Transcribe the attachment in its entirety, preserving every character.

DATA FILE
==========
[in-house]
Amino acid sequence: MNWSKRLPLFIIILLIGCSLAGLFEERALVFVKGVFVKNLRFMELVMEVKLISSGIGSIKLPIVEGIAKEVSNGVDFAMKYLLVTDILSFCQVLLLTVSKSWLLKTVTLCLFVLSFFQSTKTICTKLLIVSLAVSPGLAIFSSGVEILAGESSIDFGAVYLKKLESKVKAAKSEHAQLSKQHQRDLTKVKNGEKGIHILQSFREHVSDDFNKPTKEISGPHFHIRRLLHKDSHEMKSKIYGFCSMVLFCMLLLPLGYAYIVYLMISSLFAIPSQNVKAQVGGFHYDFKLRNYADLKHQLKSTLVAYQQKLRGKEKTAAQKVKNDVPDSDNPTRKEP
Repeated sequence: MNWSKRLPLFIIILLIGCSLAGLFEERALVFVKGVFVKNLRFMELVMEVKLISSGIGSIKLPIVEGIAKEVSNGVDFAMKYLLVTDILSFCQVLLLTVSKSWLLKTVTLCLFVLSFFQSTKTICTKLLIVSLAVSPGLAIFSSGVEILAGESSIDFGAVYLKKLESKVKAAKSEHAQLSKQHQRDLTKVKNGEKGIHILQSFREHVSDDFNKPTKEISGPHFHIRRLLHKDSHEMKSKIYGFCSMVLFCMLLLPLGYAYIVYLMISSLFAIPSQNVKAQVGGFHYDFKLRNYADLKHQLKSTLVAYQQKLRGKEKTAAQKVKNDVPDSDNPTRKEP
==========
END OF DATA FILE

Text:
[in-house]
Amino acid sequence: MNWSKRLPLFIIILLIGCSLAGLFEERALVFVKGVFVKNLRFMELVMEVKLISSGIGSIKLPIVEGIAKEVSNGVDFAMKYLLVTDILSFCQVLLLTVSKSWLLKTVTLCLFVLSFFQSTKTICTKLLIVSLAVSPGLAIFSSGVEILAGESSIDFGAVYLKKLESKVKAAKSEHAQLSKQHQRDLTKVKNGEKGIHILQSFREHVSDDFNKPTKEISGPHFHIRRLLHKDSHEMKSKIYGFCSMVLFCMLLLPLGYAYIVYLMISSLFAIPSQNVKAQVGGFHYDFKLRNYADLKHQLKSTLVAYQQKLRGKEKTAAQKVKNDVPDSDNPTRKEP
Repeated sequence: MNWSKRLPLFIIILLIGCSLAGLFEERALVFVKGVFVKNLRFMELVMEVKLISSGIGSIKLPIVEGIAKEVSNGVDFAMKYLLVTDILSFCQVLLLTVSKSWLLKTVTLCLFVLSFFQSTKTICTKLLIVSLAVSPGLAIFSSGVEILAGESSIDFGAVYLKKLESKVKAAKSEHAQLSKQHQRDLTKVKNGEKGIHILQSFREHVSDDFNKPTKEISGPHFHIRRLLHKDSHEMKSKIYGFCSMVLFCMLLLPLGYAYIVYLMISSLFAIPSQNVKAQVGGFHYDFKLRNYADLKHQLKSTLVAYQQKLRGKEKTAAQKVKNDVPDSDNPTRKEP